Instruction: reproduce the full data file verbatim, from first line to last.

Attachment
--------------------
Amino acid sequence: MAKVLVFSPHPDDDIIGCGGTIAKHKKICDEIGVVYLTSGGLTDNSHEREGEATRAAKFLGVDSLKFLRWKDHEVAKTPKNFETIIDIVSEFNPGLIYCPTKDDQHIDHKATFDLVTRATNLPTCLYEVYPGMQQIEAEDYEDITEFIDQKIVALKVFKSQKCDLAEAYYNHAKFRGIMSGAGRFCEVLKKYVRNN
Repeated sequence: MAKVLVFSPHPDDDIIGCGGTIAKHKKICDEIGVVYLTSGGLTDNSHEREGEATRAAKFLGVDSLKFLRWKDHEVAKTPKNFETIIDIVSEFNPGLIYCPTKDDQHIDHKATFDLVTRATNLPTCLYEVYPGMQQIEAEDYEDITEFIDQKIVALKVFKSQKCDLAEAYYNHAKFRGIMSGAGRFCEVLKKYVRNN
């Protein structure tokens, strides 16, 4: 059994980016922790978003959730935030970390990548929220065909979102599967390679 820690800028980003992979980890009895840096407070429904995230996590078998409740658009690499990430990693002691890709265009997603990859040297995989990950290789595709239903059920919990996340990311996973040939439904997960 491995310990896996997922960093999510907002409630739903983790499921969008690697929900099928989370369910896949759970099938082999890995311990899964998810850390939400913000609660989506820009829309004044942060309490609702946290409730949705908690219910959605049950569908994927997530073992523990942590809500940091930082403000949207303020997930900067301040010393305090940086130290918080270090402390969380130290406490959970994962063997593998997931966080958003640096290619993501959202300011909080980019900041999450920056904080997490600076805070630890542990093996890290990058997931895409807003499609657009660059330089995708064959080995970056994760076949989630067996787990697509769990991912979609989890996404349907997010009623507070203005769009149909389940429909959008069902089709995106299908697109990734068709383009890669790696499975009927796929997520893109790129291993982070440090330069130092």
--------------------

Amino acid sequence: MAKVLVFSPHPDDDIIGCGGTIAKHKKICDEIGVVYLTSGGLTDNSHEREGEATRAAKFLGVDSLKFLRWKDHEVAKTPKNFETIIDIVSEFNPGLIYCPTKDDQHIDHKATFDLVTRATNLPTCLYEVYPGMQQIEAEDYEDITEFIDQKIVALKVFKSQKCDLAEAYYNHAKFRGIMSGAGRFCEVLKKYVRNN
Repeated sequence: MAKVLVFSPHPDDDIIGCGGTIAKHKKICDEIGVVYLTSGGLTDNSHEREGEATRAAKFLGVDSLKFLRWKDHEVAKTPKNFETIIDIVSEFNPGLIYCPTKDDQHIDHKATFDLVTRATNLPTCLYEVYPGMQQIEAEDYEDITEFIDQKIVALKVFKSQKCDLAEAYYNHAKFRGIMSGAGRFCEVLKKYVRNN
């Protein structure tokens, strides 16, 4: 059994980016922790978003959730935030970390990548929220065909979102599967390679 820690800028980003992979980890009895840096407070429904995230996590078998409740658009690499990430990693002691890709265009997603990859040297995989990950290789595709239903059920919990996340990311996973040939439904997960 491995310990896996997922960093999510907002409630739903983790499921969008690697929900099928989370369910896949759970099938082999890995311990899964998810850390939400913000609660989506820009829309004044942060309490609702946290409730949705908690219910959605049950569908994927997530073992523990942590809500940091930082403000949207303020997930900067301040010393305090940086130290918080270090402390969380130290406490959970994962063997593998997931966080958003640096290619993501959202300011909080980019900041999450920056904080997490600076805070630890542990093996890290990058997931895409807003499609657009660059330089995708064959080995970056994760076949989630067996787990697509769990991912979609989890996404349907997010009623507070203005769009149909389940429909959008069902089709995106299908697109990734068709383009890669790696499975009927796929997520893109790129291993982070440090330069130092």